Record Low Turnout as Iraq Awaits Vote Results

Boycotts drive turnout down to 41%

Iraq’s parliamentary elections have come and gone, and results are being withheld until at least Monday afternoon local time. The vote, such as it was, appears to have been carried out in relative calm.

That’s not to say it isn’t looking like a failure, however. After a 2018 election where low turnout led to questions about the legitimacy of the vote, this year’s round is setting up to have a record low turnout, at a paltry 41%.

Impressively, voter turnout declined not as a result of any voter intimidation, but rather voter disillusion and boycotts from people who want change and don’t see the political system as an avenue for it.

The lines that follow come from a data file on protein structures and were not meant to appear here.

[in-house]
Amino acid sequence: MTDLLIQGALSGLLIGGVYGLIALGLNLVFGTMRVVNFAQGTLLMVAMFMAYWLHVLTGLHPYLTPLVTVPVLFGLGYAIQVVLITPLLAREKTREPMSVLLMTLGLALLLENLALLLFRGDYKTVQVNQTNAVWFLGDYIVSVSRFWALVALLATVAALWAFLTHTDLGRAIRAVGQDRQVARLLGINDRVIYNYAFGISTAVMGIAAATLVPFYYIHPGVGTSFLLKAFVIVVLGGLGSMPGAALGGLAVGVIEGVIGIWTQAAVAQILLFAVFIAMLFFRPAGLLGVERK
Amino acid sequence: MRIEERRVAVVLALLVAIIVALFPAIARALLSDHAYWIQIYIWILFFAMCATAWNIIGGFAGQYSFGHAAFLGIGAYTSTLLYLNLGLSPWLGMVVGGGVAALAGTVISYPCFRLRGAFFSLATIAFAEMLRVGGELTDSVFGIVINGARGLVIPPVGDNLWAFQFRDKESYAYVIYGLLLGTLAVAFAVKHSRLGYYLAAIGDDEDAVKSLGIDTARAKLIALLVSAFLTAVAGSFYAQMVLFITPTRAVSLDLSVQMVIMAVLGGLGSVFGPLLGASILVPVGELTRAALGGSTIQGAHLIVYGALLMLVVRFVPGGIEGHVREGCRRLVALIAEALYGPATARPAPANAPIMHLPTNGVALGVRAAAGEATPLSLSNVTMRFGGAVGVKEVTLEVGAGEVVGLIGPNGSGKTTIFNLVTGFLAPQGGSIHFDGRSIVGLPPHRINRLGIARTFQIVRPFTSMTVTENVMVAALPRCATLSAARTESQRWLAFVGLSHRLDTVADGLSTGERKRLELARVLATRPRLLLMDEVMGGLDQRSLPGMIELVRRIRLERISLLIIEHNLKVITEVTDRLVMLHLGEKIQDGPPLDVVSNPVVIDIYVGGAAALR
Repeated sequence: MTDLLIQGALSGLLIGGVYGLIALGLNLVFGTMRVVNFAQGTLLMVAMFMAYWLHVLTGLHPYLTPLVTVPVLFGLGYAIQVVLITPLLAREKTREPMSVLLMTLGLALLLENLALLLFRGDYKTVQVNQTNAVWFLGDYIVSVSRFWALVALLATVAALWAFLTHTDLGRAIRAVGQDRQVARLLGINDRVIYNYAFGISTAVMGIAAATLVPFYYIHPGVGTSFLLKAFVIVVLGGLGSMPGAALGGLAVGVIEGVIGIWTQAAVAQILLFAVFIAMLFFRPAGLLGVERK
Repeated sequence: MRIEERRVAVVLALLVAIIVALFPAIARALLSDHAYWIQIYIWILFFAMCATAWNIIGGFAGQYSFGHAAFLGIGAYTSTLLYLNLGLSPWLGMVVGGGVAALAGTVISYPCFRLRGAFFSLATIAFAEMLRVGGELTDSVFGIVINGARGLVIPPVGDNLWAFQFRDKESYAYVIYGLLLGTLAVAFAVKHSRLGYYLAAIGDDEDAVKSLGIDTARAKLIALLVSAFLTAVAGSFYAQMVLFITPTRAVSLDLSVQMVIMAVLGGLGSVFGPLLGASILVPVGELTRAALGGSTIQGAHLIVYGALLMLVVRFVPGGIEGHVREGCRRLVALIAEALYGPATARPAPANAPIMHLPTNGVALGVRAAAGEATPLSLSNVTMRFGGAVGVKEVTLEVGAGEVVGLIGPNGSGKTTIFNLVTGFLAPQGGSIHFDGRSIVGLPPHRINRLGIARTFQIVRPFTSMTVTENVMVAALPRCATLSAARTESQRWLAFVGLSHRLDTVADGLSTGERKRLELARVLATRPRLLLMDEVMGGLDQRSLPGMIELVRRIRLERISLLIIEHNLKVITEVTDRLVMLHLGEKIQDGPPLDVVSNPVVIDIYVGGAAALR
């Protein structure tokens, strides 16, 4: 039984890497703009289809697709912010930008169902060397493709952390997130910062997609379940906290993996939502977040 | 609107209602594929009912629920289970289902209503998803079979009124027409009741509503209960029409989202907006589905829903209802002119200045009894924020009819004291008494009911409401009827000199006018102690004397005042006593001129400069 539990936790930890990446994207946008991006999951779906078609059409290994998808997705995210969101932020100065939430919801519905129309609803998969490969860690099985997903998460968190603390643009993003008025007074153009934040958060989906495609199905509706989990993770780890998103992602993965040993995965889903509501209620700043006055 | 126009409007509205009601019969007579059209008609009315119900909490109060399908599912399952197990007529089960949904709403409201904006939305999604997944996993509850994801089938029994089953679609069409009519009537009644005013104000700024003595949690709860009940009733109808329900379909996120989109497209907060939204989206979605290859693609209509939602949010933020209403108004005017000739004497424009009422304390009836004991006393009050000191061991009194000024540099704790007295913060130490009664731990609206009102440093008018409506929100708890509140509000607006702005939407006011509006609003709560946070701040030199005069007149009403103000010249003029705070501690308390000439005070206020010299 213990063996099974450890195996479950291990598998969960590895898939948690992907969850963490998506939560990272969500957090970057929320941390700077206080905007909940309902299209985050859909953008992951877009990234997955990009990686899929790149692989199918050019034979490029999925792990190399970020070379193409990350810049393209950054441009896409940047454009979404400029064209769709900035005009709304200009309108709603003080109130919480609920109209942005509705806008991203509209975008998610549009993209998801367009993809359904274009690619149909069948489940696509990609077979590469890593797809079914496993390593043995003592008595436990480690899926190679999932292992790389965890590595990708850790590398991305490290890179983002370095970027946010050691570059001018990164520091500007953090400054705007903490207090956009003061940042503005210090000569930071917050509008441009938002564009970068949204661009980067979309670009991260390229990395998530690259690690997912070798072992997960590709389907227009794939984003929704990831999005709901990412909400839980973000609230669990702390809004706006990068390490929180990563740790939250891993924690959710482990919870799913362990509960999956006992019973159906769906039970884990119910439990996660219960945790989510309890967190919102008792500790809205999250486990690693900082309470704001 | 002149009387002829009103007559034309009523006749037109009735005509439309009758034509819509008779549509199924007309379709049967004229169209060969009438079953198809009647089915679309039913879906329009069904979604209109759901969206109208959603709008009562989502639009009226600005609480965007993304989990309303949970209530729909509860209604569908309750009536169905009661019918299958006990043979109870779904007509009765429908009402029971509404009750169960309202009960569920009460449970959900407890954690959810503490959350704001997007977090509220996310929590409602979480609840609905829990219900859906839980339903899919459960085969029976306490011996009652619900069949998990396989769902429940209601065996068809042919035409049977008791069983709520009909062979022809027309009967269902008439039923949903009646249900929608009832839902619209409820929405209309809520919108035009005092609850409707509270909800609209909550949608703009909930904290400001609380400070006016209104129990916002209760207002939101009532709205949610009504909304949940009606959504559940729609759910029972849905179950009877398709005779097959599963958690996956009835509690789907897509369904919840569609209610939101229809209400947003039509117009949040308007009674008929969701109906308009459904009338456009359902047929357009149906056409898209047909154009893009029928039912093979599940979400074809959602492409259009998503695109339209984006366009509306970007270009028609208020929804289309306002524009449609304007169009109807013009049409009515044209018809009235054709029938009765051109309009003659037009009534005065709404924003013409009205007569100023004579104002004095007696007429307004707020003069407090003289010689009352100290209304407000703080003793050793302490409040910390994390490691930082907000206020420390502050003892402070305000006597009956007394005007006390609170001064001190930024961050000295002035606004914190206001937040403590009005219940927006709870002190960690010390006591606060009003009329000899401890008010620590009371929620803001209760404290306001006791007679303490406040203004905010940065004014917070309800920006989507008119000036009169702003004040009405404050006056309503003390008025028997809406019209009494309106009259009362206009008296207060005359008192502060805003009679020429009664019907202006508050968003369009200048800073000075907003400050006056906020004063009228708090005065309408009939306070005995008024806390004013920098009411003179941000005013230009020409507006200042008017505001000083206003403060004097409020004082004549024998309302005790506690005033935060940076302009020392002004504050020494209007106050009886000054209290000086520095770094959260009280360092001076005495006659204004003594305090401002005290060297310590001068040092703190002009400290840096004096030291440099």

Its not clear if anyone will take a strong majority in the vote. Thats been a problem in recent votes, with many inconclusive.

Author: Jason Ditz

Jason Ditz is Senior Editor for He has 20 years of experience in foreign policy research and his work has appeared in The American Conservative, Responsible Statecraft, Forbes, Toronto Star, Minneapolis Star-Tribune, Providence Journal, Washington Times, and the Detroit Free Press.